Learn Shanghainese (Wu Chinese)

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About Shanghainese (Wu Chinese)

Shanghainese is a dialect of Wu Chinese, which is spoken in south-eastern China. The Shanghainese variety is spoken in and around the city of Shanghai; it is not understandable by Mandarin speakers. After Mandarin became the official language of China in 1949, the use of Shanghainese was discouraged but since the 1978 economic reforms, there has been the greatest decline in the use of the language. As more migrants from inside and outside of China moved to the city, the need to speak Shanghainese decreased. However, new movements to protect Shanghainese have emerged since 2005, including the use of the language in kindergartens as well as singers producing their songs in the dialect.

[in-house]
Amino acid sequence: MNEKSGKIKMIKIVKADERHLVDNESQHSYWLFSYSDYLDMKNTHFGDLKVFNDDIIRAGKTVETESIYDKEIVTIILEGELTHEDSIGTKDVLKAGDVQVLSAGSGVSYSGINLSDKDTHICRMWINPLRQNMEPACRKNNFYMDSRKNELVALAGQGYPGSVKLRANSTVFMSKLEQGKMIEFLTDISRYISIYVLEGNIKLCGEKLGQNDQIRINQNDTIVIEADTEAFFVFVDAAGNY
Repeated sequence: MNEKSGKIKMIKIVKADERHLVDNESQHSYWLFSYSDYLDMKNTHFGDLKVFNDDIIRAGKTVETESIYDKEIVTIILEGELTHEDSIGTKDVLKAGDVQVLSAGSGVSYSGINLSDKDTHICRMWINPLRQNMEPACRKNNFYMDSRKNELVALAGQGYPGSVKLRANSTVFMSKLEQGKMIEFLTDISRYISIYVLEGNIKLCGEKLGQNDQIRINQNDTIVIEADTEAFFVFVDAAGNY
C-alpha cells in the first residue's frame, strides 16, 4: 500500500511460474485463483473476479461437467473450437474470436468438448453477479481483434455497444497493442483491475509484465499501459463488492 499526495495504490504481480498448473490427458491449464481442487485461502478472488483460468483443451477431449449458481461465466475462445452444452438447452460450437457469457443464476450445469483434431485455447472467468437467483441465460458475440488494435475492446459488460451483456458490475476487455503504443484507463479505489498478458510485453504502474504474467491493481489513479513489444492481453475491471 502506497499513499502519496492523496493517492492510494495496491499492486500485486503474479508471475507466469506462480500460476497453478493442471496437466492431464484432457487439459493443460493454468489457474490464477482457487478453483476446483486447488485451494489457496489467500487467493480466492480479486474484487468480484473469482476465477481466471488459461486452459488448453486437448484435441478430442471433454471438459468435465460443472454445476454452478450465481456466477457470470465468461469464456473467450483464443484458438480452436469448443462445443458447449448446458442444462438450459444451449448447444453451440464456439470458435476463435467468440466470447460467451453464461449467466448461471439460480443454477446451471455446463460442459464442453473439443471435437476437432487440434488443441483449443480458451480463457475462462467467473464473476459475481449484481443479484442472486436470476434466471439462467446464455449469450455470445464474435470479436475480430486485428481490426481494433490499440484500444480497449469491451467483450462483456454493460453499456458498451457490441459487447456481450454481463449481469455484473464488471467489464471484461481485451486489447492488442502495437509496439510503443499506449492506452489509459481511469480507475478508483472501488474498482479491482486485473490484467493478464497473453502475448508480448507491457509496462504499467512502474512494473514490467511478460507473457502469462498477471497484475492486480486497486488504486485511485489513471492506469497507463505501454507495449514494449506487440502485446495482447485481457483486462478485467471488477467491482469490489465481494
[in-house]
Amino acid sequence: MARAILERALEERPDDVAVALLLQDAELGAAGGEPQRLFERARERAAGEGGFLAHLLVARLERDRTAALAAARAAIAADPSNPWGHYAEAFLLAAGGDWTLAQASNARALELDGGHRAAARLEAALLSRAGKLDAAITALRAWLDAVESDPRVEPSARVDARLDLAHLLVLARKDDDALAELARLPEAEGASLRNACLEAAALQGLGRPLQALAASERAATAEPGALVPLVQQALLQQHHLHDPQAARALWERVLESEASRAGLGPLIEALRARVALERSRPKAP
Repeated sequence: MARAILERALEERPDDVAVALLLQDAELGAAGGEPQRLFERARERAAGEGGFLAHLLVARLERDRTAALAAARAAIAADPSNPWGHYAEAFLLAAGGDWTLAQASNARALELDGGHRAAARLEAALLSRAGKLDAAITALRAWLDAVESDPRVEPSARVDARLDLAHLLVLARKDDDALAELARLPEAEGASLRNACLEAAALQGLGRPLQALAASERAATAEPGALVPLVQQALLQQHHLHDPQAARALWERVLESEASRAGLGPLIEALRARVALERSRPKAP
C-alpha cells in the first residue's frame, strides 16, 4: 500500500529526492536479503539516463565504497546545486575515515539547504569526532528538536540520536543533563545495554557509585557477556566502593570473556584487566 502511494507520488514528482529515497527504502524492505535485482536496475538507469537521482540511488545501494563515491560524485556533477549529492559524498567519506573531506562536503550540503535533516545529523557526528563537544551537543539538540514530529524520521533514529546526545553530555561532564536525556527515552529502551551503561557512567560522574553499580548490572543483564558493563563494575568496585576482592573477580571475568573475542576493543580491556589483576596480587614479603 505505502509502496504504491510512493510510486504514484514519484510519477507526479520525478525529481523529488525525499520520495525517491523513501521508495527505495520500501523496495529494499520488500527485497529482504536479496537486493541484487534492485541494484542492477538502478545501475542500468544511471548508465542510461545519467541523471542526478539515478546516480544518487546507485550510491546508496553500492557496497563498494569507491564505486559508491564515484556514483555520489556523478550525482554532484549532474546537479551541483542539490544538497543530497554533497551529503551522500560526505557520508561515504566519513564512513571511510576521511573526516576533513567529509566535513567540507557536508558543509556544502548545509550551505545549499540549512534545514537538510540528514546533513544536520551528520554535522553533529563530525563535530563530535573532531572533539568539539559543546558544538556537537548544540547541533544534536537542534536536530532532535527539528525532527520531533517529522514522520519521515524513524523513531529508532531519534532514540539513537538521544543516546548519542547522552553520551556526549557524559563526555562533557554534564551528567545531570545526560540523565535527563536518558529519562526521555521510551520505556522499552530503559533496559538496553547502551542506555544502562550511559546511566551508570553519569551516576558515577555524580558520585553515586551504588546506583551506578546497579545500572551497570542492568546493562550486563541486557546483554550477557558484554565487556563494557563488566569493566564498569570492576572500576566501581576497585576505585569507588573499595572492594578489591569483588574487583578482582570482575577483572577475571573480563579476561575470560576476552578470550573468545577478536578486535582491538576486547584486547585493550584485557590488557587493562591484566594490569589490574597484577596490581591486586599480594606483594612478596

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Fun facts — Wu Chinese (Shanghainese)

  • In old Shanghainese, ’shanghai’ means ‘(get) on board a ship’. The meaning dates back to early times when sailors tried to lure villagers aboard in order to kidnap them.
  • In the 18th century Christian missionaries to Shanghai developed their own scripts for writing Shanghainese, sometimes using Chinese or Latin characters and sometimes inventing graphics to represent the sounds.
  • There’s a Shanghainese idiom which applies to anyone pretending to be very busy but who is in fact doing nothing, it translates as they are ‘stirring glue’ - 捣糨糊 dao jiangwu.
  • To set forth a white pigeon - 放白鸽 fang bage - means to not keep a promise or appointment.
  • To make a monastery in a spiral shell - 螺蛳壳里做道场 lusi koli zu daosang - means to manage an event or business in little space.

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